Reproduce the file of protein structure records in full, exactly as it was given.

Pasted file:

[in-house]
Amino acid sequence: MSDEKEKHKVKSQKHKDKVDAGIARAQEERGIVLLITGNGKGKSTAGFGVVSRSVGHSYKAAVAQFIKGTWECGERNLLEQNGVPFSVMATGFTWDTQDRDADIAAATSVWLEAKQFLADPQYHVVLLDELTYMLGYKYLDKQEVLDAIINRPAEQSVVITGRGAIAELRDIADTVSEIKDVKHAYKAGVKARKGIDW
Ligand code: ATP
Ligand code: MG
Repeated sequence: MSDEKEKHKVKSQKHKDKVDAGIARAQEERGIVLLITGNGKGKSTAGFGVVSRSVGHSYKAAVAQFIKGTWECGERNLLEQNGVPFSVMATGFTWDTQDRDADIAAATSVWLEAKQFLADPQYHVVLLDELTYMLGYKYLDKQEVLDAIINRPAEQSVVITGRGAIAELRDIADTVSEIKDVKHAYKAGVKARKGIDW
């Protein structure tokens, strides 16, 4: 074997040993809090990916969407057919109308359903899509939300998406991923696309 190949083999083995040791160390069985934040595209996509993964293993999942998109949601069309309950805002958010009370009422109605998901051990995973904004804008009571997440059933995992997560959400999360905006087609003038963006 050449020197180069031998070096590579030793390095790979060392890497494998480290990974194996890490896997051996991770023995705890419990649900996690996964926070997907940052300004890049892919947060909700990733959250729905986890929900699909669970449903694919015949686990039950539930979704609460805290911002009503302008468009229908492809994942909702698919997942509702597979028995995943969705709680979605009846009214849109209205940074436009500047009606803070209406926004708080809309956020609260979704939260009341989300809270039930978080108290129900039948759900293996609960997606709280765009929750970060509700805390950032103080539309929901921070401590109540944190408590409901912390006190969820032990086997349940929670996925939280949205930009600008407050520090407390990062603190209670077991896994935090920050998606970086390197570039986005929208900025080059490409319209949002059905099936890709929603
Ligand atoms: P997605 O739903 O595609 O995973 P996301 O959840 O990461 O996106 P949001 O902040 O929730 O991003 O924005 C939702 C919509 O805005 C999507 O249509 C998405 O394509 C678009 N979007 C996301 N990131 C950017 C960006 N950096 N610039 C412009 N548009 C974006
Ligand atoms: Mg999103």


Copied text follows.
[in-house]
Amino acid sequence: MSDEKEKHKVKSQKHKDKVDAGIARAQEERGIVLLITGNGKGKSTAGFGVVSRSVGHSYKAAVAQFIKGTWECGERNLLEQNGVPFSVMATGFTWDTQDRDADIAAATSVWLEAKQFLADPQYHVVLLDELTYMLGYKYLDKQEVLDAIINRPAEQSVVITGRGAIAELRDIADTVSEIKDVKHAYKAGVKARKGIDW
Ligand code: ATP
Ligand code: MG
Repeated sequence: MSDEKEKHKVKSQKHKDKVDAGIARAQEERGIVLLITGNGKGKSTAGFGVVSRSVGHSYKAAVAQFIKGTWECGERNLLEQNGVPFSVMATGFTWDTQDRDADIAAATSVWLEAKQFLADPQYHVVLLDELTYMLGYKYLDKQEVLDAIINRPAEQSVVITGRGAIAELRDIADTVSEIKDVKHAYKAGVKARKGIDW
């Protein structure tokens, strides 16, 4: 074997040993809090990916969407057919109308359903899509939300998406991923696309 190949083999083995040791160390069985934040595209996509993964293993999942998109949601069309309950805002958010009370009422109605998901051990995973904004804008009571997440059933995992997560959400999360905006087609003038963006 050449020197180069031998070096590579030793390095790979060392890497494998480290990974194996890490896997051996991770023995705890419990649900996690996964926070997907940052300004890049892919947060909700990733959250729905986890929900699909669970449903694919015949686990039950539930979704609460805290911002009503302008468009229908492809994942909702698919997942509702597979028995995943969705709680979605009846009214849109209205940074436009500047009606803070209406926004708080809309956020609260979704939260009341989300809270039930978080108290129900039948759900293996609960997606709280765009929750970060509700805390950032103080539309929901921070401590109540944190408590409901912390006190969820032990086997349940929670996925939280949205930009600008407050520090407390990062603190209670077991896994935090920050998606970086390197570039986005929208900025080059490409319209949002059905099936890709929603
Ligand atoms: P997605 O739903 O595609 O995973 P996301 O959840 O990461 O996106 P949001 O902040 O929730 O991003 O924005 C939702 C919509 O805005 C999507 O249509 C998405 O394509 C678009 N979007 C996301 N990131 C950017 C960006 N950096 N610039 C412009 N548009 C974006
Ligand atoms: Mg999103």